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October 15-17 are Community Healing Days

We’re coming up on an annual celebration that not everyone is familiar with, but is tremendously important to the Black community.

It’s called Community Healing Days, a three day period on the third weekend of every October designed to focus Black people on eliminating the tired, but powerful, myth of black inferiority. The celebration is sponsored by the Community Healing Network and championed by Dr. Maya Angelou.

This year, on October 15, 16 and 17, Dr. Angelou is asking folks to wear something sky blue during Community Healing Days to show “our collective determination to turn the pain of the blues into the sky blue of unlimited possibilities.” That’s right, Sky-Blue, like the beautiful, limitless sky above, a reflection of the positive way we need to view ourselves.

But unfortunately –for many African Americans– how we view ourselves is a byproduct of how others view us. Case in point. In the compelling new book entitled Whistling Vivaldi by psychologist Claude Steele, he references a scenario involving an African American journalist and former grad student at the University of Chicago.

As a student walking down the street in his Hyde Park neighborhood each evening, he would see white folk either clutch their belongings or each other, stare straight ahead, or switch to the other side of the street. Noting that white people were “frightened to death of him,” the young man internalized this treatment and began taking side streets to avoid making his white neighbors fearful or uncomfortable.

Eventually he stopped doing this after he noticed that whenever he whistled as he walked–especially tunes by classical composers like Vivaldi—his white neighbors would treat him differently. Some would even smile at him.

Psychologists reason that whites figured that if this guy knows Vivaldi, he must be okay. The point here is that we sometimes begin to behave in a way that responds to stereotypes.

It speaks both to the sickness in our society and, more importantly, in this case, to the sickness in us. When we start pretending – acting in ways that play into what others think or expect of us, then the sickness is no longer their’s… it becomes ours.

Think about the stereotypes that suggest young black males are criminals, or can’t do well in math… how young black girls are merely video vixens, or can’t do well in science.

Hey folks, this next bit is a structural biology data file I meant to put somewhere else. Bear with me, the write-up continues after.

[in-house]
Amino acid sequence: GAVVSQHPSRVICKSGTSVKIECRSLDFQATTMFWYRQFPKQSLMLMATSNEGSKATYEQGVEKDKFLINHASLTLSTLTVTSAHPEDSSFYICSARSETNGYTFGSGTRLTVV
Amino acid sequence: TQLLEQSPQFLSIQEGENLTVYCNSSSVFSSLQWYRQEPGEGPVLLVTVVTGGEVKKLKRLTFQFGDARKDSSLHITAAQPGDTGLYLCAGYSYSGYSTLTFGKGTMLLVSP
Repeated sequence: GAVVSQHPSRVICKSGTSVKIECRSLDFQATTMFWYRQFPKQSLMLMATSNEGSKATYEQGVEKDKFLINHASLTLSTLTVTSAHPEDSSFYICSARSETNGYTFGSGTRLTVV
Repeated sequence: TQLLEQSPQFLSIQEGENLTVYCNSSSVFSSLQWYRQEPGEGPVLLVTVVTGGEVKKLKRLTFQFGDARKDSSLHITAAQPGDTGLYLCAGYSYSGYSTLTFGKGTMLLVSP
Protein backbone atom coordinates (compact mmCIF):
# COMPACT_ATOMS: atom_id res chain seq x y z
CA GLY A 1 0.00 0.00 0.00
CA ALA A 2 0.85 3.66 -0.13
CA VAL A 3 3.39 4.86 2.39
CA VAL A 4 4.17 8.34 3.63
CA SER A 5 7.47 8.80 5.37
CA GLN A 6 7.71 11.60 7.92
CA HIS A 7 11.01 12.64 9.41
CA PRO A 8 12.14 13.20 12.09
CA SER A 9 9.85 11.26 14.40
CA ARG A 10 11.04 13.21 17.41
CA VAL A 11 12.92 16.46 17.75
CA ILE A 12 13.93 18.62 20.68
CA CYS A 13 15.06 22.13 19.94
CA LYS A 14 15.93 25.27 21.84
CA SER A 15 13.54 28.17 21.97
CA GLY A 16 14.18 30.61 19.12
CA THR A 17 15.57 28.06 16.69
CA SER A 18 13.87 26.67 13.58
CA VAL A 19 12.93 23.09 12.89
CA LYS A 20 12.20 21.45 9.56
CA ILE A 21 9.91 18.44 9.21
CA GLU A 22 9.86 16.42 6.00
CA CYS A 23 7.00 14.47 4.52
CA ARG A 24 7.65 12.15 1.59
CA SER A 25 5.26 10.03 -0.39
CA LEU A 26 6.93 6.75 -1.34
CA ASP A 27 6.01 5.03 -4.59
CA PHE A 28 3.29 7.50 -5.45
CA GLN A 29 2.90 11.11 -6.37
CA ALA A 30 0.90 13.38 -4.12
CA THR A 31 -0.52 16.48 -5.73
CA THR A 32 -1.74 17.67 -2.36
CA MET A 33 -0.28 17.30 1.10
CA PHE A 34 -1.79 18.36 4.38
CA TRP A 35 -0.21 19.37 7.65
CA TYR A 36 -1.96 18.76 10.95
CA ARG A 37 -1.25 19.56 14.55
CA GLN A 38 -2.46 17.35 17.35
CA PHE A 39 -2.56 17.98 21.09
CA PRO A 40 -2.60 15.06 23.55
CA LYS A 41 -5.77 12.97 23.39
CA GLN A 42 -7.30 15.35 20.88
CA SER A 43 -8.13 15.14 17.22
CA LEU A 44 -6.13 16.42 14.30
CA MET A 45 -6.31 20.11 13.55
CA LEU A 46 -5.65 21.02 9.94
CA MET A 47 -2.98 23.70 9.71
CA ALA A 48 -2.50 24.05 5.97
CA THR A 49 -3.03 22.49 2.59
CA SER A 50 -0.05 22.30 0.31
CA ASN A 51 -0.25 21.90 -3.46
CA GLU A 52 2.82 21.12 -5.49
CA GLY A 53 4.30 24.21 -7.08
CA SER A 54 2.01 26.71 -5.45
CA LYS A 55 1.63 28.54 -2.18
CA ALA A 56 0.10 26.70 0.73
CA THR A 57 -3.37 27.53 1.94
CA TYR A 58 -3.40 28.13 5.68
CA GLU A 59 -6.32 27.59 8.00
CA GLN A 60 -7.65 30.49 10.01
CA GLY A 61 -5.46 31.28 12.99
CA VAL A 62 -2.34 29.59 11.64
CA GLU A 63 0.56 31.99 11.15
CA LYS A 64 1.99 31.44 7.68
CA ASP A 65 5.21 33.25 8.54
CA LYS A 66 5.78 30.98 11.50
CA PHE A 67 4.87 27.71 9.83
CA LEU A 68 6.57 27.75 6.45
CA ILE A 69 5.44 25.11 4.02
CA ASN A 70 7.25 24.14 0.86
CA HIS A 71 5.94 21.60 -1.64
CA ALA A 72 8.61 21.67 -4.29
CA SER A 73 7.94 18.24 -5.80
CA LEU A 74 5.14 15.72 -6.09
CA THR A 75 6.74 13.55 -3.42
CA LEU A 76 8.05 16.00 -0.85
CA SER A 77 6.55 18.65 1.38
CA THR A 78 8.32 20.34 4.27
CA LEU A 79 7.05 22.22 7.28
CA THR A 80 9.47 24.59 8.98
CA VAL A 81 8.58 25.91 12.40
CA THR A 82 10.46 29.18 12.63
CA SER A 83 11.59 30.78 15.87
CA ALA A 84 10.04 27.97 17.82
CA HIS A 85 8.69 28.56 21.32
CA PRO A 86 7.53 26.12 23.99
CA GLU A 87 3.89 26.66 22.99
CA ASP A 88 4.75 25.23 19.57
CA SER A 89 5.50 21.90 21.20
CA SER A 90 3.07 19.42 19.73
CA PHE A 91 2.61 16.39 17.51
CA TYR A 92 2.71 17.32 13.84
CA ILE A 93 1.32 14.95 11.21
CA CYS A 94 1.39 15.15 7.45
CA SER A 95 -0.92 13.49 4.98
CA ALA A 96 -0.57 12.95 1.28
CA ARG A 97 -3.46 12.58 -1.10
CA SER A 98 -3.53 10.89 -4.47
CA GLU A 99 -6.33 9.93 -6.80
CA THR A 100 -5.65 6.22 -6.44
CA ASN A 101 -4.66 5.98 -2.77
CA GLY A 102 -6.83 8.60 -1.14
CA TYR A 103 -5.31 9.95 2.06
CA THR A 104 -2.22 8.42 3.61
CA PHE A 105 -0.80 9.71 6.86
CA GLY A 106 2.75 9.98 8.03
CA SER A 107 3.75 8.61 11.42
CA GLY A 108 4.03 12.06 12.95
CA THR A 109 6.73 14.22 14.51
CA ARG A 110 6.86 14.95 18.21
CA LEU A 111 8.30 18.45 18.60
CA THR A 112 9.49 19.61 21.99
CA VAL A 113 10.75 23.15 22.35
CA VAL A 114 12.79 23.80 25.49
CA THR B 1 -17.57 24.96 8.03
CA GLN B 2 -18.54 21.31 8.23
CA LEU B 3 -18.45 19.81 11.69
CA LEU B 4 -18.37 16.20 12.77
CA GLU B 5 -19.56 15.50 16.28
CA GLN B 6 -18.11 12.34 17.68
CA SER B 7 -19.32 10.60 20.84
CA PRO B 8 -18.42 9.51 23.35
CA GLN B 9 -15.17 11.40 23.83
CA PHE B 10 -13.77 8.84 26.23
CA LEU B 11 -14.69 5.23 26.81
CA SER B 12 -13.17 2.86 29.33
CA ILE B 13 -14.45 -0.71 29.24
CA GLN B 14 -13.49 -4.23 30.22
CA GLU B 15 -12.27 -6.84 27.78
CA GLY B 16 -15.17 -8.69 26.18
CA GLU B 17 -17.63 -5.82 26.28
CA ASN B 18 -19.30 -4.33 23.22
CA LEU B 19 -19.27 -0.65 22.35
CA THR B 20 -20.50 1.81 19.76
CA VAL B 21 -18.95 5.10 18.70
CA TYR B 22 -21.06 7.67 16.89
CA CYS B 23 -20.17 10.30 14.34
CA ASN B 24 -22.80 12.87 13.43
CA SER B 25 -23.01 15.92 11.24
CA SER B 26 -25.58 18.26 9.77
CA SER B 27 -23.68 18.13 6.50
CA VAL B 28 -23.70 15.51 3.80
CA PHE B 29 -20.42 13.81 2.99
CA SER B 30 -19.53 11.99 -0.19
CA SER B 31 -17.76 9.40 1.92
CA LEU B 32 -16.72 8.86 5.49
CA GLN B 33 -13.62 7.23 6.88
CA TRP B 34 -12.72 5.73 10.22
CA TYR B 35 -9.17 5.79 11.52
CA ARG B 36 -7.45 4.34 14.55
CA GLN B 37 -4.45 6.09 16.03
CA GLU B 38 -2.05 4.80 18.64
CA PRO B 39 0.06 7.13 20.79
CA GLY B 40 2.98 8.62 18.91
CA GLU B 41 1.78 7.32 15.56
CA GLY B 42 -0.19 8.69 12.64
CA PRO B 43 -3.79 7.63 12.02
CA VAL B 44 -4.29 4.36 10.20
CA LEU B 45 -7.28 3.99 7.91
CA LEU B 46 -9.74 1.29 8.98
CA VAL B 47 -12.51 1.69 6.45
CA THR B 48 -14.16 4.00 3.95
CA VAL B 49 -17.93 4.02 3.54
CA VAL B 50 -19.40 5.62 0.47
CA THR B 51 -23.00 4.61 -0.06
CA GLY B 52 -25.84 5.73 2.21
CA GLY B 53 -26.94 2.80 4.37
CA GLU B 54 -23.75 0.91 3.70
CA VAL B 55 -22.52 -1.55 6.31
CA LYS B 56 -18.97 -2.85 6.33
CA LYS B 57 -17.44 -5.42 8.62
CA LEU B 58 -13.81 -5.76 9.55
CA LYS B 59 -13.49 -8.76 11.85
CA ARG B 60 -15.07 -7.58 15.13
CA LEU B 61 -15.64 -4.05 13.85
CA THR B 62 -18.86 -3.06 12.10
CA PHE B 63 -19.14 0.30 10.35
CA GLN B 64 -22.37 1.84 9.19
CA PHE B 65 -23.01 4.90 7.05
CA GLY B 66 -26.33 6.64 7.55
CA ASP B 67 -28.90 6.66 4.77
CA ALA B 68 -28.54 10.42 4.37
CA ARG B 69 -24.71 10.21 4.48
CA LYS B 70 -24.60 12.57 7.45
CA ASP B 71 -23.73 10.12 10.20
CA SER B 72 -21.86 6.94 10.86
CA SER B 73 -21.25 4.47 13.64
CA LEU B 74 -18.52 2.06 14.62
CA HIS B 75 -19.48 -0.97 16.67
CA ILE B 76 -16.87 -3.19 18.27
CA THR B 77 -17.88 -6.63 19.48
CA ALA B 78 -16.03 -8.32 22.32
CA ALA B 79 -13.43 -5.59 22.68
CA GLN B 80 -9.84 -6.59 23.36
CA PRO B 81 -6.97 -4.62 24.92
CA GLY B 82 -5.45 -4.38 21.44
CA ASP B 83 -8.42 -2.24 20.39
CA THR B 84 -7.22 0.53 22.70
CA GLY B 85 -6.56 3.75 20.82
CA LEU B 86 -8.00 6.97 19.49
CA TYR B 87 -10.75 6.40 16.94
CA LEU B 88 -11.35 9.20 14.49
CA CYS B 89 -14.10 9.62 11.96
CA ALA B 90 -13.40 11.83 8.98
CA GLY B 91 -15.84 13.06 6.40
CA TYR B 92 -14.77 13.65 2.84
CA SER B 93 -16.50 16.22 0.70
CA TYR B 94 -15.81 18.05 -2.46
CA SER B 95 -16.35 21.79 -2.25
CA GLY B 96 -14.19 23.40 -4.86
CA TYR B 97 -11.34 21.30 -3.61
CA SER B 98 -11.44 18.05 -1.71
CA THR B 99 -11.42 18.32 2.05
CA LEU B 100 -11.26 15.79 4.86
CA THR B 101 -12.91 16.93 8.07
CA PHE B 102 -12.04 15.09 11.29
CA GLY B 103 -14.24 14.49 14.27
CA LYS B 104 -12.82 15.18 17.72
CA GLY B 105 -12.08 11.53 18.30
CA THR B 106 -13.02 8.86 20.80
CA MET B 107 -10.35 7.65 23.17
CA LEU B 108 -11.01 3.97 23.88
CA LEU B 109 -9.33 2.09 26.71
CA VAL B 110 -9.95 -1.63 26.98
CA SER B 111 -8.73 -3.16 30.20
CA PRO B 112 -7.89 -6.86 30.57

You see, when media and society peddle stereotypes –especially those inaccurately characterizing our impressionable youth and children—the damage is both serious and real not just because of the sick folks promoting them, but because of those growing sicker every day by receiving, emulating and perpetuating them.

That’s the thing about stereotypes. They start out as mostly false statements but gain steam if not challenged immediately, and ultimately gain credibility when perpetuated by its victims. The fact is that media and society have been peddling stereotypes about us for centuries.

In Whistling Vivaldi, Steele shows how stereotypes affect our perceptions of ourselves and influence how we act in certain situations, be they professional, academic or personal. As a people, we need to be intentional about overcoming the negative stereotypes about who we are and what we can do. Especially for our children — we need to positively affirm our self-worth, our accomplishments and our beauty to combat those stereotypes and ensure we are defining and viewing ourselves positively.

This is what Community Healing Days is all about. And that ain’t just Whistlin’ Vivaldi.

So let’s be sure to celebrate Community Healing Days – in our sky blue – on October 15th through 17th. You can get more info on this at

Stephanie Robinson is President and CEO of The Jamestown Project, a national think tank focused on democracy. She is an author, a Lecturer on Law at the Harvard Law School and former Chief Counsel to the late Senator Edward M. Kennedy. Stephanie reaches 8 to 10 million listeners each week as political commentator for the popular radio venue, The Tom Joyner Morning Show. Visit her online at


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